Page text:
Next-Generation Sequencing of Synchronous Multiple Primary Lung Cancers in a Patient with Squamous Cell Carcinoma and Small Cell Lung Cancer
Received 3 August 2020
Accepted for publication 19 October 2020
Published 12 November 2020 Volume 2020:13 Pages 11621—11626
Checked for plagiarism Yes
Review by Single anonymous peer review
Peer reviewer comments 2
Editor who approved publication: Dr Sanjay Singh
Xinggang Wu,1,2,* Wenhua Huang,3,* Tao Geng,2 Yutao Wei2,4
1Medicine Department, Shihezi University, Shihezi, Xinjiang 832000, People’s Republic of China; 2Cardiothoracic Surgery, The First Affiliated Hospital of Shihezi University School of Medicine, Shihezi, Xinjiang 832000, People’s Republic of China; 3Department of Cardiovascular Surgery, Affiliated Central People’s Hospital of Zhanjiang of Guangdong Medical University, Zhanjiang 524045, People’s Republic of China; 4Thoracic Surgery, Jining First People’s Hospital, Jining, Shandong 272000, People’s Republic of China
*These authors contributed equally to this work
Correspondence: Yutao Wei
Thoracic Surgery, Jining First People’s Hospital, Cardiothoracic Surgery, The First Affiliated Hospital of Shihezi University School of Medicine, Beier Road, Shihezi 832000, People’s Republic of China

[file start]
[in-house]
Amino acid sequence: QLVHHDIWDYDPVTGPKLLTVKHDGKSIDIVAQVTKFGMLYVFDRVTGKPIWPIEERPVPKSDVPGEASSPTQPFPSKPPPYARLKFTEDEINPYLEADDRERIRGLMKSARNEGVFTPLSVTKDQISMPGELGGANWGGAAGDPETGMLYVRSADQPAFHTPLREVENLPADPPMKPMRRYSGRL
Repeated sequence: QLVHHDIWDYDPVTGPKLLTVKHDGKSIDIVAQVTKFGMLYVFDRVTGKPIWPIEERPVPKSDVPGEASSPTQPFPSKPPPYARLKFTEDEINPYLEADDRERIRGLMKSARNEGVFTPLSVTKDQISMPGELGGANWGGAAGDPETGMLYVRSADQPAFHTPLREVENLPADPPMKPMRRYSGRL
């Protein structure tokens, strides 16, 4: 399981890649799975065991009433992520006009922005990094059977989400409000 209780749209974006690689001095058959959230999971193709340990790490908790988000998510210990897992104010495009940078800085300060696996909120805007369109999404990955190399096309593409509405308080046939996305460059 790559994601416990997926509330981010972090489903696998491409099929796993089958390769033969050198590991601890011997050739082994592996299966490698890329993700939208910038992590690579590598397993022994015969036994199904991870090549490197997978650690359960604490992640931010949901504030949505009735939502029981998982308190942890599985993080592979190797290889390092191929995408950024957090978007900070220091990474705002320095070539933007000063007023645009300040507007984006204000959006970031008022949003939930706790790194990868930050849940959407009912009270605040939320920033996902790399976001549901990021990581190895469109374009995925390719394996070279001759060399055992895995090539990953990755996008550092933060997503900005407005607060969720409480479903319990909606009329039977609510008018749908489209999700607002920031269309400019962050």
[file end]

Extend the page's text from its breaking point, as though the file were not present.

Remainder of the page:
Email [email protected]
Abstract: The incidence of synchronous multiple primary malignancies is low. The presence of different lung tumor types in one patient is rare. Here, we report a rare case of synchronous lung squamous cell cancer and small cell lung cancer in a 60-year-old man. Because of the presence of two different tumor types, the proper treatment must be determined. To identify treatment targets, the genetic features of primary tumor tissues from the lungs were analyzed by next-generation sequencing (NGS). The objective was to analyze the origin and evolution of multiple primary lung cancers. NGS can find the genetic mutation sites of patients to guide treatment and promote the advancement of precision medicine. The effects of standard treatments were evaluated by response evaluation criteria in solid tumors. The results suggest that early treatment of synchronous multiple primary malignancies is a favorable outcome.
Keywords: sMPLC, NGS, chemotherapy, immunotherapy
Multiple primary lung cancer (MPLC) refers to the simultaneous or sequential occurrence of two or more primary malignancies in the lungs of the same patient.1 According to the time of tumor discovery, MPLCs can be divided into < 6 months of simultaneous MPLC (sMPLC) and≥ 6 months of metachronous MPLC (mMPLC). sMPLC is a rare entity, with an incidence rate that ranges from 1% to 7%,2 and the majority are of the same histologic type. The coexistence of small and non-small cell carcinoma has been reported in a small fraction of cases.3–9 Here, We report a rare case of synchronous MPLC of different histological types [squamous cell carcinoma (SCC) and small-cell lung carcinoma (SCLC)].